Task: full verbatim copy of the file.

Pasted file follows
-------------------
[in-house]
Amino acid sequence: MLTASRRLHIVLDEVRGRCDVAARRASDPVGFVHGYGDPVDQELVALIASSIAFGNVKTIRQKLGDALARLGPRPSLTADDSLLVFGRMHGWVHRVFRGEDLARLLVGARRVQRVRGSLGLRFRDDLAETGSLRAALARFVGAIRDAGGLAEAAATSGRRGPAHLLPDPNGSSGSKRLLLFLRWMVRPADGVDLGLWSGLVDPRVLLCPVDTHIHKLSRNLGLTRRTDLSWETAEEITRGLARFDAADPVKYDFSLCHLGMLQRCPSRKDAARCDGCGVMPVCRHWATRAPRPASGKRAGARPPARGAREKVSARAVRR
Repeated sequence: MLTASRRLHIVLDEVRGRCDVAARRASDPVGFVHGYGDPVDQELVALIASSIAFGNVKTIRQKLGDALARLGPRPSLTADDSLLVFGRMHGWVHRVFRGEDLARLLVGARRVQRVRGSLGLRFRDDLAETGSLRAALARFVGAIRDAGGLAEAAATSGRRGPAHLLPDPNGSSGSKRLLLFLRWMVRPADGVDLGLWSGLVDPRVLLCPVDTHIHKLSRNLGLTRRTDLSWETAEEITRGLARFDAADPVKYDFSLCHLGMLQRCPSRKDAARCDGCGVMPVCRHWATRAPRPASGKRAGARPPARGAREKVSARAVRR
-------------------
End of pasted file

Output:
[in-house]
Amino acid sequence: MLTASRRLHIVLDEVRGRCDVAARRASDPVGFVHGYGDPVDQELVALIASSIAFGNVKTIRQKLGDALARLGPRPSLTADDSLLVFGRMHGWVHRVFRGEDLARLLVGARRVQRVRGSLGLRFRDDLAETGSLRAALARFVGAIRDAGGLAEAAATSGRRGPAHLLPDPNGSSGSKRLLLFLRWMVRPADGVDLGLWSGLVDPRVLLCPVDTHIHKLSRNLGLTRRTDLSWETAEEITRGLARFDAADPVKYDFSLCHLGMLQRCPSRKDAARCDGCGVMPVCRHWATRAPRPASGKRAGARPPARGAREKVSARAVRR
Repeated sequence: MLTASRRLHIVLDEVRGRCDVAARRASDPVGFVHGYGDPVDQELVALIASSIAFGNVKTIRQKLGDALARLGPRPSLTADDSLLVFGRMHGWVHRVFRGEDLARLLVGARRVQRVRGSLGLRFRDDLAETGSLRAALARFVGAIRDAGGLAEAAATSGRRGPAHLLPDPNGSSGSKRLLLFLRWMVRPADGVDLGLWSGLVDPRVLLCPVDTHIHKLSRNLGLTRRTDLSWETAEEITRGLARFDAADPVKYDFSLCHLGMLQRCPSRKDAARCDGCGVMPVCRHWATRAPRPASGKRAGARPPARGAREKVSARAVRR